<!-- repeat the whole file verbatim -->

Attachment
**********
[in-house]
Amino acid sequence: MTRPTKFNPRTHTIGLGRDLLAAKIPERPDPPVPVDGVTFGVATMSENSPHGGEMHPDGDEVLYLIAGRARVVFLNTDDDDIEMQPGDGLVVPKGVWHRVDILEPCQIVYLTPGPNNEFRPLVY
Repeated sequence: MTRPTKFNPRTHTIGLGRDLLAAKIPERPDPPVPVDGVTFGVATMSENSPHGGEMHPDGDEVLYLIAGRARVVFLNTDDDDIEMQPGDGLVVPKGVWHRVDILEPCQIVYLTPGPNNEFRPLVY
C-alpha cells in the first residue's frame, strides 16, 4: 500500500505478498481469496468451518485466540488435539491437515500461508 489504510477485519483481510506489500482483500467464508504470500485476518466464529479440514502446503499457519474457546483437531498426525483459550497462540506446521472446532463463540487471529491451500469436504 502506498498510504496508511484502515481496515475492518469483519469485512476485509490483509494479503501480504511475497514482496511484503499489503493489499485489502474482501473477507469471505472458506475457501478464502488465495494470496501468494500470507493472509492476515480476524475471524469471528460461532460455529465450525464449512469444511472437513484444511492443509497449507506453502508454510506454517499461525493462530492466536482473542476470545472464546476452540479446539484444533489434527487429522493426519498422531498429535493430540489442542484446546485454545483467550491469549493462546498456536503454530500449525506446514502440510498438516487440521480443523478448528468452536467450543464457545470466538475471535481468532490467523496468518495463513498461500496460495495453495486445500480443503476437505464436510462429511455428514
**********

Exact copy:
[in-house]
Amino acid sequence: MTRPTKFNPRTHTIGLGRDLLAAKIPERPDPPVPVDGVTFGVATMSENSPHGGEMHPDGDEVLYLIAGRARVVFLNTDDDDIEMQPGDGLVVPKGVWHRVDILEPCQIVYLTPGPNNEFRPLVY
Repeated sequence: MTRPTKFNPRTHTIGLGRDLLAAKIPERPDPPVPVDGVTFGVATMSENSPHGGEMHPDGDEVLYLIAGRARVVFLNTDDDDIEMQPGDGLVVPKGVWHRVDILEPCQIVYLTPGPNNEFRPLVY
C-alpha cells in the first residue's frame, strides 16, 4: 500500500505478498481469496468451518485466540488435539491437515500461508 489504510477485519483481510506489500482483500467464508504470500485476518466464529479440514502446503499457519474457546483437531498426525483459550497462540506446521472446532463463540487471529491451500469436504 502506498498510504496508511484502515481496515475492518469483519469485512476485509490483509494479503501480504511475497514482496511484503499489503493489499485489502474482501473477507469471505472458506475457501478464502488465495494470496501468494500470507493472509492476515480476524475471524469471528460461532460455529465450525464449512469444511472437513484444511492443509497449507506453502508454510506454517499461525493462530492466536482473542476470545472464546476452540479446539484444533489434527487429522493426519498422531498429535493430540489442542484446546485454545483467550491469549493462546498456536503454530500449525506446514502440510498438516487440521480443523478448528468452536467450543464457545470466538475471535481468532490467523496468518495463513498461500496460495495453495486445500480443503476437505464436510462429511455428514